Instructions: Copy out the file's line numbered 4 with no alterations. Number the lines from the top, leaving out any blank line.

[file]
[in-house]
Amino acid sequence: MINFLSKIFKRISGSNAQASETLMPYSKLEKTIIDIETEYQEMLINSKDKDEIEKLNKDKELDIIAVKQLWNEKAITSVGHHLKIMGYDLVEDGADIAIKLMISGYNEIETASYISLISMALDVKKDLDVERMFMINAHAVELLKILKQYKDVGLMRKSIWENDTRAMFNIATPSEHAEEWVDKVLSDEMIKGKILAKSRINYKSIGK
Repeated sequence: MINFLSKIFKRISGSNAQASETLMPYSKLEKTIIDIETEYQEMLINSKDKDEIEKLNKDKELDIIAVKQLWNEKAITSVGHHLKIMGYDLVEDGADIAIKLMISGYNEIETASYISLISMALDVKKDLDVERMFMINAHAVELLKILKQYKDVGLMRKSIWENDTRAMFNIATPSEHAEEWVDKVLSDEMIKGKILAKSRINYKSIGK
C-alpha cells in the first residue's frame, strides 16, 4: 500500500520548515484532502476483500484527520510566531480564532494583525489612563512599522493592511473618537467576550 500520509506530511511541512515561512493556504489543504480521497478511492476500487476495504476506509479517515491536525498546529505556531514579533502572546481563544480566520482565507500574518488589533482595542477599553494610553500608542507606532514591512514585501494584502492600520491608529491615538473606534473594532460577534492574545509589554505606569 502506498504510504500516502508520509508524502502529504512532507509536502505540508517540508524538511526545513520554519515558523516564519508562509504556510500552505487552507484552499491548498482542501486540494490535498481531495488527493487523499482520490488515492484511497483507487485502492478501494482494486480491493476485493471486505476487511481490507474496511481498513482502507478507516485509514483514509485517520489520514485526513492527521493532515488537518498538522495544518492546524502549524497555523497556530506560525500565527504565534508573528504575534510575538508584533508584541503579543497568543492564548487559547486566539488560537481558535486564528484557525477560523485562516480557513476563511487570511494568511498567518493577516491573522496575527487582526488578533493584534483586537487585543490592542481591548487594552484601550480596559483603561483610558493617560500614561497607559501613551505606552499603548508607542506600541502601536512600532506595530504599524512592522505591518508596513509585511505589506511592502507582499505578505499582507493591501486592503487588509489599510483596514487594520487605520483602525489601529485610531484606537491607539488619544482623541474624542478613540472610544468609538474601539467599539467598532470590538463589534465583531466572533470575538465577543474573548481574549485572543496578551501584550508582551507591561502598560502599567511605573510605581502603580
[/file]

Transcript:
C-alpha cells in the first residue's frame, strides 16, 4: 500500500520548515484532502476483500484527520510566531480564532494583525489612563512599522493592511473618537467576550 500520509506530511511541512515561512493556504489543504480521497478511492476500487476495504476506509479517515491536525498546529505556531514579533502572546481563544480566520482565507500574518488589533482595542477599553494610553500608542507606532514591512514585501494584502492600520491608529491615538473606534473594532460577534492574545509589554505606569 502506498504510504500516502508520509508524502502529504512532507509536502505540508517540508524538511526545513520554519515558523516564519508562509504556510500552505487552507484552499491548498482542501486540494490535498481531495488527493487523499482520490488515492484511497483507487485502492478501494482494486480491493476485493471486505476487511481490507474496511481498513482502507478507516485509514483514509485517520489520514485526513492527521493532515488537518498538522495544518492546524502549524497555523497556530506560525500565527504565534508573528504575534510575538508584533508584541503579543497568543492564548487559547486566539488560537481558535486564528484557525477560523485562516480557513476563511487570511494568511498567518493577516491573522496575527487582526488578533493584534483586537487585543490592542481591548487594552484601550480596559483603561483610558493617560500614561497607559501613551505606552499603548508607542506600541502601536512600532506595530504599524512592522505591518508596513509585511505589506511592502507582499505578505499582507493591501486592503487588509489599510483596514487594520487605520483602525489601529485610531484606537491607539488619544482623541474624542478613540472610544468609538474601539467599539467598532470590538463589534465583531466572533470575538465577543474573548481574549485572543496578551501584550508582551507591561502598560502599567511605573510605581502603580